**1/2 I love B movies. Here, Jack Nicholson must climb up a mountain to find the ocean up there ! Now, the first 15 minutes of THE TERROR are very good disclosing little by little a fairy tale mood worthy of the most dark German tales of the XIXth century. The rest of the film is not so interesting. A DVD zone Corman fans or curious ones.
The many archetypal inversions that play up the masculine fear of the Other are a plus here, if seen within the genre of horror that fuses intelligently milieu with inner mental torment. Here, the fascination with decay and doppelgänger effects are properly accompanied by exuberant exterior shots. In terms of acting it is a mess (Karloff survives the fiasco) but color and opening credits reward to astounding degree.
By far the best bits in the film are the outdoor seaside ones, filled with a fine feeling for landscape, and most of which (around 15 min) were shot by Monte Hellman (apparently most of Coppola's outdoors footage was unusable, pace Wikipedia, though 10 mins of it wound up in bits and pieces: some bits of the forest scene, the scenes at Katrina's hut)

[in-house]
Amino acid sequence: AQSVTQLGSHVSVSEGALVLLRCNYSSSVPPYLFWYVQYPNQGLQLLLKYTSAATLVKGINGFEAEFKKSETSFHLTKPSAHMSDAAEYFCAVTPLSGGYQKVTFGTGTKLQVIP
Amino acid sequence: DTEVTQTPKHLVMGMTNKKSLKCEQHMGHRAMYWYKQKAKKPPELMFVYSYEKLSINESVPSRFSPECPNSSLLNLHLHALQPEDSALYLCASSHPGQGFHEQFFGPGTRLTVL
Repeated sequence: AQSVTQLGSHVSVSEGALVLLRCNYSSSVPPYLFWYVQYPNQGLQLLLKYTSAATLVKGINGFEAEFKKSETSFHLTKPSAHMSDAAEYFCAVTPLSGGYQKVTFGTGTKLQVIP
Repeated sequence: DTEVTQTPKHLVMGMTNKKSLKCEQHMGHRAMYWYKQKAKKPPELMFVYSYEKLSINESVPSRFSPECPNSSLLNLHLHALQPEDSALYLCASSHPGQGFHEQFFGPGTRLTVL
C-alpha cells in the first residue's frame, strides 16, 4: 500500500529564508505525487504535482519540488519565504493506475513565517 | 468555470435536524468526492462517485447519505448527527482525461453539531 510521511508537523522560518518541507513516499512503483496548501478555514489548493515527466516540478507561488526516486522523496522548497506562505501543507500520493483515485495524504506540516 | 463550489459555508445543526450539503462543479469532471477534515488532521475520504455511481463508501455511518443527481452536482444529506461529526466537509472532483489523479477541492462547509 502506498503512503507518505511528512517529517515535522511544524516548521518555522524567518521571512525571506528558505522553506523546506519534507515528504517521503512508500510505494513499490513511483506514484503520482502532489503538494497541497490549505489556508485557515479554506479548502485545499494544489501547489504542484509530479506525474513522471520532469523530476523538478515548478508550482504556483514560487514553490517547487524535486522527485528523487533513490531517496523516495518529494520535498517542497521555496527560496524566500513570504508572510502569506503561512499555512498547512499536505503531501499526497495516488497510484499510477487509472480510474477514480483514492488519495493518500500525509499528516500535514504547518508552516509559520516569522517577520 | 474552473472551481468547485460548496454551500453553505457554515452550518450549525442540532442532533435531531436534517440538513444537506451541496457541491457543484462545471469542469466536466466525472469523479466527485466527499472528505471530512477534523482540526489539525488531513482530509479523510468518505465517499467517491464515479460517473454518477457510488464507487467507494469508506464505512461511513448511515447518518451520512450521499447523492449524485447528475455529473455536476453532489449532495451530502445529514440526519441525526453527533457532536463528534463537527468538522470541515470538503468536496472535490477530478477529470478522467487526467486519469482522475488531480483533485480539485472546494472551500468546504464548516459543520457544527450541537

Un navet suranné qui se regarde avec plaisir. L’intrigue est pas mal, le reste est kitsch. Les gros sabots font sourire, comme la tombe de la « baroness » gravée en anglais, alors qu’on est censés se trouver vers Darmstadt (mais au bord de la mer!!!), et le caramel fondu pour faire le cadavre en décomposition. J. Nicholson a l’air nigaud. Malgré tout, le suspense est au rendez-vous. Il y aurait un bon remake à faire.
When a man meets a beautiful girl while being lost in a strange place dark magic, ghosts of the past and grievance ensues. Boris Karloff is a beast with his sad eyes and rigorous demeanor. A film suitable for anyone who isn't afraid of mild unprofessionalism and witnessing joyful moviemaking. This has the makings of a cult picture due to the names involved and the easygoing attitude of the creative team. Was fun.